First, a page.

Overrated & Underrated Stories

Muddles & Puzzles

Worldbuilding workshop from N.K. Jemisin

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Paul Whybrow

Full Member
Jun 20, 2015
I came across a thread on Quora this morning, which set me thinking about which stories are overrated and underrated.

Who are the most overrated authors, and why? - Quora

I’ve previously mentioned which stories I like, which tend to be ‘small stories’.

As for overrated stories and authors, I’ve never been able to take to Herman Melville’s Moby Dick. At a time when we’re more aware of how we’ve endangered the planet, I’m amazed that a story about whale hunting is still revered. I don’t have the life left to waste on reading Finnegan’s Wake by James Joyce which is an experiment in search of a plot. I’m not that keen on stream of consciousness novels, the technique that Virginia Woolf used for To The Lighthouse, which I re-read as part of my preparation for writing my fifth Cornish Detective novel, which features two corpses found near Godrevy Lighthouse. Woolf described her book as a “psychological poem”. Reading about banal characters in tedious situations who never get anything done certainly did my head in—is that psychological?

Years ago, I read many of James Patterson’s Alex Cross series and some of his many, many other series and stand-alones. It soon felt like opening one can of beans after another. It isn’t writing, it’s manufacturing! Using hired gun writers to do the hard work as collaborations doesn’t shift the blame for childish prose.

I don’t read many Romances, but I tried to complete Me Before You by Jojo Moyes attempting to understand why it was so successful as book and as a Hollywood film. Its premise, of a quadriplegic seeking suicide as the ideal solution to his predicament, is repugnant. It says much about the author’s laziness and lack of empathy, that she never even met a quadriplegic before writing her tear-jerking trash. I see that the author is currently accused of plagiarism...I’m not surprised.

Jojo Moyes Has Been Accused Of Publishing A Novel With “Alarming Similarities” To Another Author’s Book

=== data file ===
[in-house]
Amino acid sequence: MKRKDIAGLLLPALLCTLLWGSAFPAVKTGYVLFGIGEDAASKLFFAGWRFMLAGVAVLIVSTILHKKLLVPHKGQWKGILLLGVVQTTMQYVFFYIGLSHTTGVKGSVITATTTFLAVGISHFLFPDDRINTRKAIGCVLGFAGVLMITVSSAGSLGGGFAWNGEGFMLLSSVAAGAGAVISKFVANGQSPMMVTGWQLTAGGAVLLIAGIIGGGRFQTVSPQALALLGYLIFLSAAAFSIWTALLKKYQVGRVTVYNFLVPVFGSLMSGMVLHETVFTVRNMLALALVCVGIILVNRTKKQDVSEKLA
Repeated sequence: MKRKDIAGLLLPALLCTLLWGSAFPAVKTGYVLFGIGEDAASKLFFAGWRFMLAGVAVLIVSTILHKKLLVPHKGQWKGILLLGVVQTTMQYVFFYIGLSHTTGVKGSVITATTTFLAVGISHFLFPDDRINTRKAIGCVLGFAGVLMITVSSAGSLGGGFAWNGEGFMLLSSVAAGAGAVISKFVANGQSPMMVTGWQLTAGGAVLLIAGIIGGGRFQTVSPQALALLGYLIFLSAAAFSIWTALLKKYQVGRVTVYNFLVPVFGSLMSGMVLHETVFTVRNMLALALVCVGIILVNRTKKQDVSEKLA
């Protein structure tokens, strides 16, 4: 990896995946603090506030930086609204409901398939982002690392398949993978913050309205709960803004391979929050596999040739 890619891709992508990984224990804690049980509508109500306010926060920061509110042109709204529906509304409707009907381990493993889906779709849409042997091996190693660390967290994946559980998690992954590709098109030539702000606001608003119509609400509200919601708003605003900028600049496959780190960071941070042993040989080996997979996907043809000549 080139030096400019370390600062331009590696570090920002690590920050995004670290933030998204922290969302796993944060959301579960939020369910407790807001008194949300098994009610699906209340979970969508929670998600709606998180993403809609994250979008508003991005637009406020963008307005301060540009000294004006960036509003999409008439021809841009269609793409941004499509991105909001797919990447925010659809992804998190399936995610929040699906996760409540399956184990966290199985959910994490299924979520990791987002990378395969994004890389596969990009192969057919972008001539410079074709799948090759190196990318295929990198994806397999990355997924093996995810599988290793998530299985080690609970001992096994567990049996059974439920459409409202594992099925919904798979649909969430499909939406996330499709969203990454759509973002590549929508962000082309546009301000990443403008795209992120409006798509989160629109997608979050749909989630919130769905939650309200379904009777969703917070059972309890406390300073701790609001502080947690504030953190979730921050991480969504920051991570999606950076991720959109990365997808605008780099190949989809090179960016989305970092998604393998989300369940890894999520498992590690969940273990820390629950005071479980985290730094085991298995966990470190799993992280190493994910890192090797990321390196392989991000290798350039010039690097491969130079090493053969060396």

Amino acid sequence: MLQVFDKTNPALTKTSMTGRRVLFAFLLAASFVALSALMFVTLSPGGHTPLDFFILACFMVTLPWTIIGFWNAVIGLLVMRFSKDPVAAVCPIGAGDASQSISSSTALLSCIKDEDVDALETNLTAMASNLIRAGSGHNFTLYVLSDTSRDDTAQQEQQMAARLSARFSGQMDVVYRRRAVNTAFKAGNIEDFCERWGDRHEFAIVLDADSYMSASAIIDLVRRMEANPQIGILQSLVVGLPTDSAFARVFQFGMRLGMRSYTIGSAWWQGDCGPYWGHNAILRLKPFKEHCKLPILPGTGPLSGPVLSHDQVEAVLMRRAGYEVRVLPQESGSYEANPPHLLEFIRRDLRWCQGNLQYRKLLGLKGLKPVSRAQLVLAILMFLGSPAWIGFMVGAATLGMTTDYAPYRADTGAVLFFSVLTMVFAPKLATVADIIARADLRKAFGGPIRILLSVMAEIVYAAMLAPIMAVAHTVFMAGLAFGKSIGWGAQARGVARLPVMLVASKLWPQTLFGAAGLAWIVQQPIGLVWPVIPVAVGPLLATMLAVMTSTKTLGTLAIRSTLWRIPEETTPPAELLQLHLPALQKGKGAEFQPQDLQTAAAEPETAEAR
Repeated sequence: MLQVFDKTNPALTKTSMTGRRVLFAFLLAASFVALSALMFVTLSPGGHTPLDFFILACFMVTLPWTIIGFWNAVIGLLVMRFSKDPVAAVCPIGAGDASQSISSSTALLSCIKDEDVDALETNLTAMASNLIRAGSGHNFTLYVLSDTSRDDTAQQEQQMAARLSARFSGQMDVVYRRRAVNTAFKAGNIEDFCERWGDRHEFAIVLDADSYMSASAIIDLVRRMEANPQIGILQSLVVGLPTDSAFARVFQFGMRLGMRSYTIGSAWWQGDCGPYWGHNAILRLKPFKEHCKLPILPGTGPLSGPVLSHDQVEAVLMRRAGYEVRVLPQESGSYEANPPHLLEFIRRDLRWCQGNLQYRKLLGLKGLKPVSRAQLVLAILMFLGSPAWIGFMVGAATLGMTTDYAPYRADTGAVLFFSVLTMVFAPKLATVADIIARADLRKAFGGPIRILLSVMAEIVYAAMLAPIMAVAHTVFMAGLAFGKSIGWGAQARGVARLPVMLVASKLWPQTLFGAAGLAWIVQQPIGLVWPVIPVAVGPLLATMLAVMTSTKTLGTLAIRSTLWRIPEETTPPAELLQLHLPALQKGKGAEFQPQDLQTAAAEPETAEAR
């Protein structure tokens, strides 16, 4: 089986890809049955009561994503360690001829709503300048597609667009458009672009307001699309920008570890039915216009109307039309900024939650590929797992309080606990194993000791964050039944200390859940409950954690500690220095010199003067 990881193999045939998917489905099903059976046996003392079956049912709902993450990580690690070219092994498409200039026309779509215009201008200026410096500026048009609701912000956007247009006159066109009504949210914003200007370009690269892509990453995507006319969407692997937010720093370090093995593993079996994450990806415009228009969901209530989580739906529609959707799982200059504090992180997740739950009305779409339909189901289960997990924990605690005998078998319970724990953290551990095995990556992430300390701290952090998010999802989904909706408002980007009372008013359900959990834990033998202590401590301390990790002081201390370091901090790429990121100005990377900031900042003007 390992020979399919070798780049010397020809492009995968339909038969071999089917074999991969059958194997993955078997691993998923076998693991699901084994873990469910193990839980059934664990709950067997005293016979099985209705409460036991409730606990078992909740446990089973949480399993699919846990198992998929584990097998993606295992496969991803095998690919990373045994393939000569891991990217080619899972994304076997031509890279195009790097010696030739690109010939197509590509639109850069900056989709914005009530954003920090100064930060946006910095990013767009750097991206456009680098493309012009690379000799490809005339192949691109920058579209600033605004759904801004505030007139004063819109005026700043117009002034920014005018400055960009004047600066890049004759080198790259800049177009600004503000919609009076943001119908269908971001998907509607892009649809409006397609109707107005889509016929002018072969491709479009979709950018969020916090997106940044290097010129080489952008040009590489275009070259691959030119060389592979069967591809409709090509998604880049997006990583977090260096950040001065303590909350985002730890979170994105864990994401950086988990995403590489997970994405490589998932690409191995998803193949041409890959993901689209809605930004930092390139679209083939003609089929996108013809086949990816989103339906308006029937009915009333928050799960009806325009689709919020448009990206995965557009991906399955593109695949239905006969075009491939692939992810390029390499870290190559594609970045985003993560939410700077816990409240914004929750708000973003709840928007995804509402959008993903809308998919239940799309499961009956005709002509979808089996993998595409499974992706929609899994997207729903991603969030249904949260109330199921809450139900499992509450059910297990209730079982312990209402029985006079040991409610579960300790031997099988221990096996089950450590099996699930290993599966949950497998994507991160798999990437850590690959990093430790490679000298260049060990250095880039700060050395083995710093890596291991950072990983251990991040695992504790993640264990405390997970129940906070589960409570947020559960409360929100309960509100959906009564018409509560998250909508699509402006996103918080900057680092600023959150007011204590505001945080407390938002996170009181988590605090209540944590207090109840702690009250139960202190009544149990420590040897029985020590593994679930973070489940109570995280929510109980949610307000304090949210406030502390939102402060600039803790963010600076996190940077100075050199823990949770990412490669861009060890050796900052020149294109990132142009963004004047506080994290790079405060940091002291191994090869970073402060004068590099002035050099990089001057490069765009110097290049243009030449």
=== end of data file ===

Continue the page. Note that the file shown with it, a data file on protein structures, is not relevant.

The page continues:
You know that feeling you have about a book where you think, “I don’t think I’d like this,” but then you try it and find out you were right, mentally kicking yourself for weakening? Maybe I’ve had that experience too many times. Occasionally, I read a book that provides a pleasant surprise, as with Eleanor Oliphant is Completely Fine by Gail Honeyman which was a breakout debut in 2017. I wish it happened more often.

Which books do you think are overrated and underrated?

I'm just starting The Man in the Red Coat, a first biography by Julian Barnes, but finding it hard going. I bought it after reading stellar reviews [note to self: stop doing this] but it's a very strange sort of biography. I thought they were supposed to concentrate on the life (and times, maybe) of the subject and progress roughly chronologically, but it appears JB is setting out here to be ground-breaking and literary.

All I can say is, I do not agree with the reviewers. I think this is extremely self-indulgent, and if I had had the opportunity to flick through a physical book -- I bought the Kindle version -- I probably would not have bought it.
Not a book, but Fleabag - seriously what is all the fuss about? I got the sunday paper today and by page 8 I'd already seen two spurious photographs of Phoebe Waller-Bridge.
I'm going to say Lord of the Rings. That was a hard slog and I only got through it by listening (25 years after I tried reading). Wonderful writing, wonderful characters, amazing world building. I totally understand and appreciate why it's loved. But, for me, it dawdled and went off into meaningless tangents (which I know was part of the worldbuilding, but he'd already done a stellar job, tangents were indulgent for me). Although I wouldn't say I didn't enjoy it, I did. But there were parts that were a slog.

I was committed to it though, for years I owned a beautiful hardcover of all 3 in the trilogy; rice paper too. But after 15 months in hospital and a couple of moves without me, with everyone pitching in to help, it's no longer with my books :(
I've also put on one side The Secret Barrister, Stories of the Law and How It's Broken. This is "the award-winning No. 1 bestseller". "Terrifying... hilarious... eye-opening", according to The Observer (But note those... that indicate omissions. They may be significant here.)